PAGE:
Asian shares eked out small gains on Tuesday as expectations that Beijing will maintain support for its economy ahead of a key congress supported Chinese stocks and metals prices, but worries about North Korea kept many investors on edge.
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European shares were expected rise slightly after a slide on Monday. Spread betters see Germany's DAX and France's CAC gaining 0.3 percent and Britain's FTSE 0.1 percent.
But Wall Street looked set to open slightly softer after a long holiday weekend during which Pyongyang triggered its most powerful nuclear test yet. S&P500 mini futures, which had slid on Monday, last stood at 2,469, 0.2 percent below Friday's close.
MSCI's index of Asia-Pacific shares outside Japan was up 0.2 percent thanks to gains in Chinese shares, though many markets were in the red.
Japan's Nikkei fell 0.6 percent on fears that more provocation from North Korea is possible. Media said the North appeared to be preparing for further ballistic missile tests.
The White House said on Monday that "all options to address the North Korean threat are on the table" while U.S. Ambassador to the United Nations Nikki Haley urged the 15-member U.N. Security Council to impose the "strongest possible" sanctions to deter Pyongyang.
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"It's not clear whether diplomacy can solve this problem given it has failed for the last 25 years," said Norihiro Fujito, senior investment strategist at Mitsubishi UFJ Morgan Stanley Securities.
"But the U.S. doesn't seem to be ready for a military action soon, either. So we are likely to see continued stalemate, which will keep a tab on share prices."
Fears about North Korea kept safe-haven assets in demand, with gold rising 0.1 percent to $1,336 per ounce, after having hit a 11-month high of $1,339.8 on Monday.
In the currency market, the yen, which usually gains on risk aversion due to Japan's net creditor nation status, gained 0.4 percent to 109.32 yen to the dollar, near Monday's high of 109.22 yen.
The euro slightly extended its gains to trade at $1.1905.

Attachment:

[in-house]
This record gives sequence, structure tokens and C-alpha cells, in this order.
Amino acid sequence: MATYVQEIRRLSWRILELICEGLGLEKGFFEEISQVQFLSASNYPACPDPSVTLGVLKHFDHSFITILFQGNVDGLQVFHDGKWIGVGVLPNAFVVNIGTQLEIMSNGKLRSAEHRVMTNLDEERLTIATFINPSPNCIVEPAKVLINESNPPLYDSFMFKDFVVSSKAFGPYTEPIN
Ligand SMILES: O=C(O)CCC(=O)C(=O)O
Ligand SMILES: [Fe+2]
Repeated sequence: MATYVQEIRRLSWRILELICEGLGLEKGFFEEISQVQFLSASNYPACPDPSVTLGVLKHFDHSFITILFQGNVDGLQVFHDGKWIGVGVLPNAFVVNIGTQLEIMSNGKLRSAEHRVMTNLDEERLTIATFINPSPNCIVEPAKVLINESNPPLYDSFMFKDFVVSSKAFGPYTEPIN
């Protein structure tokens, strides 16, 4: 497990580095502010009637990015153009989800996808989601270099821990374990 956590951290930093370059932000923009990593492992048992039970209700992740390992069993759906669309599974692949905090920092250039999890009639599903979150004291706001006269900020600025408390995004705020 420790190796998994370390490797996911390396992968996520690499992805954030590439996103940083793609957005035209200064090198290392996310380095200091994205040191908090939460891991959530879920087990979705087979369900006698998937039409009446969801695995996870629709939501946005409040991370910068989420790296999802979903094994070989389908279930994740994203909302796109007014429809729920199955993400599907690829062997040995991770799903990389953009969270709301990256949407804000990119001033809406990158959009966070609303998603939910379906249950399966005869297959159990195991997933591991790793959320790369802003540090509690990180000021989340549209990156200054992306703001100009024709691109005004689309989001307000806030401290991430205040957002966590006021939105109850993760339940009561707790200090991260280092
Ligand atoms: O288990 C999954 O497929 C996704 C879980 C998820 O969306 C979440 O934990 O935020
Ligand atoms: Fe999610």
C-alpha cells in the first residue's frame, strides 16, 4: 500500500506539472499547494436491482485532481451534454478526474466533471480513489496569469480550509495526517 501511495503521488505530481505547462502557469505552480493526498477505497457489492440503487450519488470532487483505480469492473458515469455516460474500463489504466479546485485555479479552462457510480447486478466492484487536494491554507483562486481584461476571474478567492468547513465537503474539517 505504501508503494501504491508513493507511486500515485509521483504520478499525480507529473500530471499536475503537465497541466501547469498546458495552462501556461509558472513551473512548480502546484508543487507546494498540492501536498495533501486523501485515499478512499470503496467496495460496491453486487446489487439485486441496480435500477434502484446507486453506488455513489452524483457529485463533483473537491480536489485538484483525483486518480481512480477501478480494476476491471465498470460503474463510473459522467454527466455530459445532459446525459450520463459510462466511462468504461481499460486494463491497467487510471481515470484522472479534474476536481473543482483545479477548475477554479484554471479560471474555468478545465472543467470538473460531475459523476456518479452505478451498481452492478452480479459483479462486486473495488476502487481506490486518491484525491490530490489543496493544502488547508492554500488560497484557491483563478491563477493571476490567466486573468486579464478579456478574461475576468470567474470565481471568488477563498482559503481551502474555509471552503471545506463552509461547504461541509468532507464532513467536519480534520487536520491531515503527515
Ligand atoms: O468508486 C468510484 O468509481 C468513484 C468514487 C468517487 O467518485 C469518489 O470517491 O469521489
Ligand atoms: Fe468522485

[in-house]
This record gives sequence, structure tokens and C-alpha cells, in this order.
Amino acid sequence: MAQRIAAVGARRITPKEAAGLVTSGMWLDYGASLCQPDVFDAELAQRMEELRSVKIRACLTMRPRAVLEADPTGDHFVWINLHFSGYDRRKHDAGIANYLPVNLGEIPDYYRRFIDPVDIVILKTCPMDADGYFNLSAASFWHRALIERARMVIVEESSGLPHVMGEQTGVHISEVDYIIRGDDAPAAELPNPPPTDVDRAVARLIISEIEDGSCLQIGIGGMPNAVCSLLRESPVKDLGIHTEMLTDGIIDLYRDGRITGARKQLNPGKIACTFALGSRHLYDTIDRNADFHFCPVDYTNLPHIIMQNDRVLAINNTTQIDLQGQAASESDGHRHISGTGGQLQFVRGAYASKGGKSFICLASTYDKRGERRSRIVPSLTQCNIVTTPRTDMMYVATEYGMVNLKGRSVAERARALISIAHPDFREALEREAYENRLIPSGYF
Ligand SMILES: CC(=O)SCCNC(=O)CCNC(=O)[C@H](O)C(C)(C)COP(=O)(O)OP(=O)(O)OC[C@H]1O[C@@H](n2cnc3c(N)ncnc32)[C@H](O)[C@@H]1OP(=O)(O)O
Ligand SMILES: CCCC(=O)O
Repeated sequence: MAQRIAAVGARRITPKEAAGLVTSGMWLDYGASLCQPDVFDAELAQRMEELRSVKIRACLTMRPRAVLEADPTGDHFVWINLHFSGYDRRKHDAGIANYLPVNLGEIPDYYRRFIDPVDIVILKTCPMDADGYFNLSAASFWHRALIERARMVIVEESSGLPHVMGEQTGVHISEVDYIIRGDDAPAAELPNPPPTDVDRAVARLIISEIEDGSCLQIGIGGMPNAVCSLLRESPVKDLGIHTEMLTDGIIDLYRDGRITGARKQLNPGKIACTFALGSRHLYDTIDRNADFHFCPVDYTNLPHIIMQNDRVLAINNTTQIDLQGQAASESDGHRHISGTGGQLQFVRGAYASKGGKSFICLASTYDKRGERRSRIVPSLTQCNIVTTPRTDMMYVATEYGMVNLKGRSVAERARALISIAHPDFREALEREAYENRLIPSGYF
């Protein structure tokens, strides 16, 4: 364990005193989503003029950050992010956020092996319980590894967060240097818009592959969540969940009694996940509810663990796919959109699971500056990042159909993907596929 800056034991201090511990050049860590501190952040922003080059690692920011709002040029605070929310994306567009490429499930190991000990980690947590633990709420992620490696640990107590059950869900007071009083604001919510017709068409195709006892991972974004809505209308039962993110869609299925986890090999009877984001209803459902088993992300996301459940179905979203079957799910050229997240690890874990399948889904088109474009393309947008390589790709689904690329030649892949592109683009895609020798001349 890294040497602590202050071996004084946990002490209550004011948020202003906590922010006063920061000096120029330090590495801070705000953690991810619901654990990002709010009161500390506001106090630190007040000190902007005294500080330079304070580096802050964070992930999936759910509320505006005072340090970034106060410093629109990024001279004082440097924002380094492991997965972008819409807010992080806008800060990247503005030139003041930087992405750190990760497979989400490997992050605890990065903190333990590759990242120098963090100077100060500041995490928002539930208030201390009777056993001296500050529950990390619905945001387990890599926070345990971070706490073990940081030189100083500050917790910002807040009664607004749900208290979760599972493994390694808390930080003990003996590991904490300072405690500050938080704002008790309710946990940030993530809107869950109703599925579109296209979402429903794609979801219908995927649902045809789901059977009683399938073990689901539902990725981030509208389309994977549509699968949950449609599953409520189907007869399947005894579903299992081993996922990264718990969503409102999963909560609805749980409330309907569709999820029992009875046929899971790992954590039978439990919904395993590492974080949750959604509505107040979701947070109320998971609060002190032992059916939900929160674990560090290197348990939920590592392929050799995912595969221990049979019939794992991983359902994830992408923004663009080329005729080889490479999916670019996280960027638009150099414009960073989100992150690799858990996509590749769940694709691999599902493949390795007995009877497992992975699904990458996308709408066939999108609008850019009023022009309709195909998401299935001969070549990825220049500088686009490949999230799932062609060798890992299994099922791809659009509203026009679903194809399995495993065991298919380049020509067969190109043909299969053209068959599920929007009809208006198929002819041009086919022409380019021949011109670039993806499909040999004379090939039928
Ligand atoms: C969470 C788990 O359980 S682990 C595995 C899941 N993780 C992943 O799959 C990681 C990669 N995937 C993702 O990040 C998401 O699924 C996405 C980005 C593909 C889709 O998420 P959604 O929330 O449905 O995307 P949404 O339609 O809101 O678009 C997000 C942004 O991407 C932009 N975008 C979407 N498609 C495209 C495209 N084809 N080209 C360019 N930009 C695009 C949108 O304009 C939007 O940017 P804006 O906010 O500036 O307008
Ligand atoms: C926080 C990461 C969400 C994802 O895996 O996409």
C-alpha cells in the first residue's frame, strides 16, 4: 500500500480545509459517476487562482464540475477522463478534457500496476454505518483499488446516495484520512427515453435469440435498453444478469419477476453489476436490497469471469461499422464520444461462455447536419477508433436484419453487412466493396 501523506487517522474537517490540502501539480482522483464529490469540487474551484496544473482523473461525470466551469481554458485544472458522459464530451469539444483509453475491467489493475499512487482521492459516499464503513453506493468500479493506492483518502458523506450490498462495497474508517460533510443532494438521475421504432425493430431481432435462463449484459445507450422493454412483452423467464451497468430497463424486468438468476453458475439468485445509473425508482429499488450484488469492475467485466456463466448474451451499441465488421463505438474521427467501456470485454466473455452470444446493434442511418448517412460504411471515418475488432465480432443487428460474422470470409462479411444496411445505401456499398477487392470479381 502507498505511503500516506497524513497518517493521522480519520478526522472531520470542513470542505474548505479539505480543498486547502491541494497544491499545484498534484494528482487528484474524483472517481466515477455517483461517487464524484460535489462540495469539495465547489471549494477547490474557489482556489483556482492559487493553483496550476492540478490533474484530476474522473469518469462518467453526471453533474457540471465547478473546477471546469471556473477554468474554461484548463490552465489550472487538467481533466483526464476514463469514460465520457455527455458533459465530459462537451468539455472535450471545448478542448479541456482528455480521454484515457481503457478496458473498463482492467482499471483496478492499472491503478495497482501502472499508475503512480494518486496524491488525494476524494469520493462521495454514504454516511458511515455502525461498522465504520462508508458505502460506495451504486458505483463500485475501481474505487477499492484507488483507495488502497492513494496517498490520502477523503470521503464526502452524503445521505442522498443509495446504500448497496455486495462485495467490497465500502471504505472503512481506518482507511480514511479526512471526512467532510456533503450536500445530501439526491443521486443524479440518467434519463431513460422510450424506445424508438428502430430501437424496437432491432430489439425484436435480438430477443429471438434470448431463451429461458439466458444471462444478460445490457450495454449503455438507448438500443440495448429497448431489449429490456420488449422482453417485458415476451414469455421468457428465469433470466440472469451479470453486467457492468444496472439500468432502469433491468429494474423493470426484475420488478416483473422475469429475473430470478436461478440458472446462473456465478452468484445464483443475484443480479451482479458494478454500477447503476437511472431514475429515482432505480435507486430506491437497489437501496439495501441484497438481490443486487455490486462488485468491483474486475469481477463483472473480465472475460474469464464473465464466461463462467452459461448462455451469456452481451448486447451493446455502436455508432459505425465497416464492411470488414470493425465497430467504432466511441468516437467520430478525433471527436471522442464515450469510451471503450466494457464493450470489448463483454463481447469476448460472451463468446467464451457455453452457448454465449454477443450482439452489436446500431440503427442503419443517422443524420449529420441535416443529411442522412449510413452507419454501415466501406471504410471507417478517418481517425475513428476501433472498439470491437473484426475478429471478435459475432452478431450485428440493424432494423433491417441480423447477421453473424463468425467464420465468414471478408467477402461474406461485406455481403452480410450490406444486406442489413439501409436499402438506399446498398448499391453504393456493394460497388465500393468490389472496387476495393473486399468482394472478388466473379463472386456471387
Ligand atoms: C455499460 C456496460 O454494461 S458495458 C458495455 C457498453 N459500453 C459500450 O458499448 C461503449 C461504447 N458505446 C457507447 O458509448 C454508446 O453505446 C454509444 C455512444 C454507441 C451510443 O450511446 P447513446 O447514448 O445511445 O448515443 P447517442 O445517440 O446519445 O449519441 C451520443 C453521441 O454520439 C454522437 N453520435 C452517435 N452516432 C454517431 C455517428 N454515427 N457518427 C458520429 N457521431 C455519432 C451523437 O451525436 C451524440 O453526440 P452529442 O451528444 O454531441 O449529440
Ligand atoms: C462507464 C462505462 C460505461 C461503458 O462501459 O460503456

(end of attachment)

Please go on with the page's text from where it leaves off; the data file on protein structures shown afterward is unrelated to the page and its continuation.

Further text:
But it kept some distance from a 2-1/2-year high of $1.2070 hit last week on rising expectations that a stronger euro could slow the European Central Bank's (ECB) plans to rein in its bond-buying stimulus scheme.
The Chinese yuan hit a near 16-month high of 6.515 per dollar. It has gained 2.0 percent in less than two weeks, a sizable move for the pair, in response to dollar weakness and a series of stronger midpoints set by the central bank.
The Shanghai composite index of mainland Chinese shares hit its highest levels since January 2016, due to solid economic and earnings growth in China in recent months and expectations that Beijing will not tolerate any disruptions ahead of a key Communist Party Congress in mid-October.
Such expectations also helped to lift copper to a near three-year of $6,944.5 per tonne. It last stood at $6,933, up 0.2 percent on the day.
The prices of steel and iron ore have rallied in recent weeks.
But some analysts say profit-taking in base metals could start soon.
"Now that Beijing fixed its schedule on the national congress, it may no longer accelerate infrastructure spending," said Tatsufumi Okoshi, senior economist at Nomura Securities.
"We should be mindful of the possibility that iron ores, steel and other non-ferrous metals will peak out soon."
U.S. crude oil prices edged higher while U.S. gasoline prices slumped to pre-Hurricane Harvey levels, as oil refineries and pipelines in the U.S. Gulf Coast slowly resumed activity, easing supply concerns.
U.S. West Texas Intermediate (WTI) crude futures ticked up 0.2 percent to trade at $47.38 per barrel.
The return of U.S. refineries ended a spike in gasoline prices as initial fears of a serious supply crunch faded.
U.S. gasoline futures dropped 4.1 percent from their last close, to $1.67 per gallon, down from $2.17 touched on Aug. 31 and back to levels last seen before Harvey hit the U.S. Gulf coast and its large refining industry.
Elsewhere, bitcoin dropped further from Saturday's all-time high of $4,979.9 to trade at $4,012 after China on Monday banned the practice of raising funds through launches of token-based digital currencies, or so-called initial coin offerings (ICO).
(Editing by Richard Borsuk and Kim Coghill)